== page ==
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Medication Adherence in Cystic Fibrosis

Medication Adherence in Cystic Fibrosis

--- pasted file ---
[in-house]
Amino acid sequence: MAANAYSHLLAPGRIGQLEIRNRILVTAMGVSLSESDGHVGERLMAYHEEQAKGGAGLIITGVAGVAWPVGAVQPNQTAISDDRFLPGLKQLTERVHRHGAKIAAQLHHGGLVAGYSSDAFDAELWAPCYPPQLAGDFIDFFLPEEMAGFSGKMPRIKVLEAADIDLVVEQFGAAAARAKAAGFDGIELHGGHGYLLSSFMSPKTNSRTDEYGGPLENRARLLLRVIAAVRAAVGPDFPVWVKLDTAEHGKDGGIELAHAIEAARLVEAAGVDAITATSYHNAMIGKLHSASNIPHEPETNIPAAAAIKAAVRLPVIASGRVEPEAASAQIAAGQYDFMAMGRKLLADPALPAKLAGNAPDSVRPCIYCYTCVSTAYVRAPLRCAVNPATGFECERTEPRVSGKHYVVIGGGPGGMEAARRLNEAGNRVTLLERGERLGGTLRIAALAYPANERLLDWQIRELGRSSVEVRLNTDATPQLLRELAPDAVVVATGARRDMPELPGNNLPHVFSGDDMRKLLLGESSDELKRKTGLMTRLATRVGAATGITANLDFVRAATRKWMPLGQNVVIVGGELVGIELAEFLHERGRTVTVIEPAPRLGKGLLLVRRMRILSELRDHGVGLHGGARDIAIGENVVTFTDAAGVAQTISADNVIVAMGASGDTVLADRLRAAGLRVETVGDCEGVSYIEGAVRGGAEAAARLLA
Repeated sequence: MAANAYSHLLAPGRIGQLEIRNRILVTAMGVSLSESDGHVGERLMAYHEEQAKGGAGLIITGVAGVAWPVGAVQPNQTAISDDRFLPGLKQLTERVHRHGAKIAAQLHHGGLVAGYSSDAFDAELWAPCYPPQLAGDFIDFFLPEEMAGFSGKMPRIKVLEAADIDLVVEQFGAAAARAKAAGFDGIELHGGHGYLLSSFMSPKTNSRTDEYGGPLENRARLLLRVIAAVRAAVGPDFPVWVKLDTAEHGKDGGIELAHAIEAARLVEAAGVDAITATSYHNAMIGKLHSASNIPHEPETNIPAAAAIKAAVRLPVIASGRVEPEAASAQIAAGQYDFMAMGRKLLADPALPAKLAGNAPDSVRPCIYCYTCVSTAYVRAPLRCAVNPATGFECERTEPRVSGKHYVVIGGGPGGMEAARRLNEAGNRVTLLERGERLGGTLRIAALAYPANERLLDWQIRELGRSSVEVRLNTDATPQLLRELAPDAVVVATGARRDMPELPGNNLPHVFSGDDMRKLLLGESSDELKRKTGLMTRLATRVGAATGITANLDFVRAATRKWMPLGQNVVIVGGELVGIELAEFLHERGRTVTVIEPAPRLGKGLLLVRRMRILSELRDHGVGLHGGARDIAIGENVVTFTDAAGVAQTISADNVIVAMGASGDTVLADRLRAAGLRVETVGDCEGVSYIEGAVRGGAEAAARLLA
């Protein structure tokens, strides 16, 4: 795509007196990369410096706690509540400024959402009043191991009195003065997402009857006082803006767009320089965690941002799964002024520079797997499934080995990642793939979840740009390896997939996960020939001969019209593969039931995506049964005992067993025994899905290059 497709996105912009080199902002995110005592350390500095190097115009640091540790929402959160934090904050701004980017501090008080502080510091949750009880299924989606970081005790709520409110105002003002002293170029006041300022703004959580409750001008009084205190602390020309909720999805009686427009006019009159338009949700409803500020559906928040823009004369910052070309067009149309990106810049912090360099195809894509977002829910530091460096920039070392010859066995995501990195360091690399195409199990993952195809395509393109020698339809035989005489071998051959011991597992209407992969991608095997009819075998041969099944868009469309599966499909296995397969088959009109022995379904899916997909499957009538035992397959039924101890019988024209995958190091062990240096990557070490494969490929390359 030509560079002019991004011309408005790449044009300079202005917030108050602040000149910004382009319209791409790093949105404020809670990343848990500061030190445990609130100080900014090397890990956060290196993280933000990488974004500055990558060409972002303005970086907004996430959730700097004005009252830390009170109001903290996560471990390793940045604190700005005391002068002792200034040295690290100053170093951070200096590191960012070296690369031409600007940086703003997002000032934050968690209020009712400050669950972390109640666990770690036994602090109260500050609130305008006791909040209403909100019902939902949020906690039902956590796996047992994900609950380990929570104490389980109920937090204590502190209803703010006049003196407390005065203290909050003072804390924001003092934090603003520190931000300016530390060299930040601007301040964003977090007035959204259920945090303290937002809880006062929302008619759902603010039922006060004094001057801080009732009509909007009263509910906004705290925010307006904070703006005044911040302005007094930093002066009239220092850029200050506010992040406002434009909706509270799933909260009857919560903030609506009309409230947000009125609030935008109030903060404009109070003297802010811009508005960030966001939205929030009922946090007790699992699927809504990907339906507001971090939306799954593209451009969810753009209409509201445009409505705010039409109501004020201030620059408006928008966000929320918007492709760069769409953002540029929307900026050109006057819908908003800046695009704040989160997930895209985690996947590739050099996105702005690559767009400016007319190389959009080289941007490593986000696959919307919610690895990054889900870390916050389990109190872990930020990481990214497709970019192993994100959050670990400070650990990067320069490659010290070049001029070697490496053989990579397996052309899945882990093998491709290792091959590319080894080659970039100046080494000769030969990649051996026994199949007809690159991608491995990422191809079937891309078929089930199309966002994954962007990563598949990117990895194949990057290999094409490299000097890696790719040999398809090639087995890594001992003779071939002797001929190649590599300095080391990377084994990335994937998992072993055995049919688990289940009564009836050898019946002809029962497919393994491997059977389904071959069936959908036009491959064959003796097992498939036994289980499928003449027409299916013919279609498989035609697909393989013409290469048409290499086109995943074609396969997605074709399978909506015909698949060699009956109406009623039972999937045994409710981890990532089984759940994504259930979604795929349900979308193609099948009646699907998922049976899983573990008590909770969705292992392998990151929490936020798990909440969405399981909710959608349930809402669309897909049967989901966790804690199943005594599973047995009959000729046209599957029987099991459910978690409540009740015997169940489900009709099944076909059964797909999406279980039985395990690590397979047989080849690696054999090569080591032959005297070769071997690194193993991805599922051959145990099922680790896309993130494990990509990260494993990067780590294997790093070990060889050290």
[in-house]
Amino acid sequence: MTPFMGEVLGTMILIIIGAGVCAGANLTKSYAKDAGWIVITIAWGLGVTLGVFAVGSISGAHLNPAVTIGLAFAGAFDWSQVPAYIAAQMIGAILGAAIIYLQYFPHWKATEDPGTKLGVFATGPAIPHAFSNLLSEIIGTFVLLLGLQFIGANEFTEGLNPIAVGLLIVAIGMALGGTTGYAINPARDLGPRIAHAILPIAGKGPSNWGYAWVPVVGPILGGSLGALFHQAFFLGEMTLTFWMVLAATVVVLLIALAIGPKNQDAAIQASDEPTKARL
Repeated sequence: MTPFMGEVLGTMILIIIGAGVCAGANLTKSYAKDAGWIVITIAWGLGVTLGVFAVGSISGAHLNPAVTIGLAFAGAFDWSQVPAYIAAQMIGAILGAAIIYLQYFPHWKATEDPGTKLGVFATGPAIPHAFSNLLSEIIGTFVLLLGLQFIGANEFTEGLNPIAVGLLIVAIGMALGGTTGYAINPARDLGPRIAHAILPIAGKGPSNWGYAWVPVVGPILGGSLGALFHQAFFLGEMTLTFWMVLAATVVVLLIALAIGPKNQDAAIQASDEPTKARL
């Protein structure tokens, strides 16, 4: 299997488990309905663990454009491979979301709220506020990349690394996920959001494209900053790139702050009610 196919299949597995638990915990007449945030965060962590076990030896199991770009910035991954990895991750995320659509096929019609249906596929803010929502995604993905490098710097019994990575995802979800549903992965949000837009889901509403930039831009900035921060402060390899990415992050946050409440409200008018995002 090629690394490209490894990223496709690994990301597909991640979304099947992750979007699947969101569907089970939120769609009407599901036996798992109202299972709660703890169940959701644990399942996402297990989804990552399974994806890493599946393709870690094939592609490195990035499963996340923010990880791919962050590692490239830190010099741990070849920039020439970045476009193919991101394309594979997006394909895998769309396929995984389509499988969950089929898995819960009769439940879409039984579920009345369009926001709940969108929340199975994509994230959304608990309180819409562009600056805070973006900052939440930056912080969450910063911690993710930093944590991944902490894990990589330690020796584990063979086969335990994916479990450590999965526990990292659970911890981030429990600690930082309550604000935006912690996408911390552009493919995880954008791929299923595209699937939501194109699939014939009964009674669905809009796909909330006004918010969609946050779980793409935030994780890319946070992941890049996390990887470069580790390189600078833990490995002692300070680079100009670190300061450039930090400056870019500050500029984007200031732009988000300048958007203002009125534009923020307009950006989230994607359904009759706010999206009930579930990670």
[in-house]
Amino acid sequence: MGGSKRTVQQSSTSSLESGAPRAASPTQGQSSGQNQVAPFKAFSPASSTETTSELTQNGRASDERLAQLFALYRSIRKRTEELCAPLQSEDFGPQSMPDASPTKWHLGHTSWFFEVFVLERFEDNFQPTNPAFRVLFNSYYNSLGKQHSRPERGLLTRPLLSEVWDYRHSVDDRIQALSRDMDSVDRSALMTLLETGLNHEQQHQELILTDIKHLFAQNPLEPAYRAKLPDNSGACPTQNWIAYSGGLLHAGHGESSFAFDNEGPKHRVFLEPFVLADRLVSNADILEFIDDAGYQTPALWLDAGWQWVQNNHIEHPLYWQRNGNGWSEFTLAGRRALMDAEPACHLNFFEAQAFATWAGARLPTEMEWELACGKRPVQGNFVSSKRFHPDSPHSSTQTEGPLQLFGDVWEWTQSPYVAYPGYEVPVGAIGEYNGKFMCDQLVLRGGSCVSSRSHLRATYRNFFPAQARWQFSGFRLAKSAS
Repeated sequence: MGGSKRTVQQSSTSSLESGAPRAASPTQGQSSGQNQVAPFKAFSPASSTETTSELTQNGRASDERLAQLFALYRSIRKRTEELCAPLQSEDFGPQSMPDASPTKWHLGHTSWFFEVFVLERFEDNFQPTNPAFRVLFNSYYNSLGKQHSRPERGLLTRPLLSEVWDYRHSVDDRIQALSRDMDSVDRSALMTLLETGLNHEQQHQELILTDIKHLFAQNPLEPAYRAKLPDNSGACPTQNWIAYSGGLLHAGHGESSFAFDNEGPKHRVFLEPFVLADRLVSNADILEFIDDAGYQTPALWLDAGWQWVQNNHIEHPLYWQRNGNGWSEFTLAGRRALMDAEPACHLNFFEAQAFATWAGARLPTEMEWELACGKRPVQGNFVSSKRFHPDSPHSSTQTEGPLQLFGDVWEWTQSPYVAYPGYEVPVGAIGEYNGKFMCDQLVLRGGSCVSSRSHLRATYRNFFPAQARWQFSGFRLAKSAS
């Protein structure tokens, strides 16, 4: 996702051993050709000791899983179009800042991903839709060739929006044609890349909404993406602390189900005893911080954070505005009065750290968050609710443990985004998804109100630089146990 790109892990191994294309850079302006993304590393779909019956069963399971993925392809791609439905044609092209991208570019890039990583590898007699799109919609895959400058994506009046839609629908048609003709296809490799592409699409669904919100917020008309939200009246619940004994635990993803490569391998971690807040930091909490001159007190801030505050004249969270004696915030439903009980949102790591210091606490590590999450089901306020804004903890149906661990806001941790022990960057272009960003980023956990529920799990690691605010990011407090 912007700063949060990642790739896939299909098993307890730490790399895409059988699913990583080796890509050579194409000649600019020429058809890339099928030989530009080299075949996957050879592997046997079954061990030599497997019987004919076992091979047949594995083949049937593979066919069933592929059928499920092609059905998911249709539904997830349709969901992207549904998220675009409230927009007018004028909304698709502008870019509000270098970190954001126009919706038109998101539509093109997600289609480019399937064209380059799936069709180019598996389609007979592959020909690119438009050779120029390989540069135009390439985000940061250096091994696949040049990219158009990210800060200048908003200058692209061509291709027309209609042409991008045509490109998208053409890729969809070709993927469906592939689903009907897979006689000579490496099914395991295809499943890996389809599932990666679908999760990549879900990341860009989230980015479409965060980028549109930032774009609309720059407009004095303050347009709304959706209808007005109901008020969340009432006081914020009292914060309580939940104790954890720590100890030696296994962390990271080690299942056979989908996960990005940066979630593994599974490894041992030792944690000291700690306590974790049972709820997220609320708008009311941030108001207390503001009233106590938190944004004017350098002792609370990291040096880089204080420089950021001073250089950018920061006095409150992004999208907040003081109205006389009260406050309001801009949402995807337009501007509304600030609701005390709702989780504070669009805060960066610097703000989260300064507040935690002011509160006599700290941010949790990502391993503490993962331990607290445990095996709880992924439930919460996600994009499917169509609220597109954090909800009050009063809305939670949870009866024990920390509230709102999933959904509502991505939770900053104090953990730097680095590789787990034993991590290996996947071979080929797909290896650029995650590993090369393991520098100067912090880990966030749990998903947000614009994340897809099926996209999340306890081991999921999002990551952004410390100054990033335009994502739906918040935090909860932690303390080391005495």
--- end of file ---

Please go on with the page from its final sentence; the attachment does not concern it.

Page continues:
Recent research in patients with cystic fibrosis (CF) suggests that there are associations between medication non-adherence and an increased risk for hospitalizations, pulmonary exacerbations, lower baseline lung function, and longer hospital lengths of stay (Table). Patients and providers alike understand that non-adherence is associated with higher morbidity and mortality rates in CF. However, most studies find that the rate of adherence among patients with CF is only about 50%. “When managing CF, there is strong potential for improved health outcomes just by increasing adherence to prescribed drug regimens,” explains Kristin A. Riekert, PhD, co-author of a review on medication adherence in patients with CF that was published in Current Opinion in Pulmonary Medicine. “Our healthcare system is increasingly offering incentives for preventing hospitalizations and making clinicians and hospitals more accountable in the care they provide. This includes ensuring that patients are taking their prescribed medications.” Addressing a Key Issue Patients tend to overestimate how often they perform positive health behaviors, including taking their medications as prescribed, explains Dr. Riekert. “As a whole, healthcare providers have difficulty in identifying which patients are likely to be adherent or non-adherent to their treatment regimen,” she says.   Despite the challenges facing clinicians, it is important for providers to assess adherence and establish a baseline in order to have an appropriate conversation with patients about their behaviors. “Personal behavior is one aspect of care that patients can control,” says Dr. Riekert. “Providers should support positive behaviors and find approaches to help their patients overcome barriers to adherence.” Pharmacy records are often used to measure adherence because they provide an existing, objective measure. However,...
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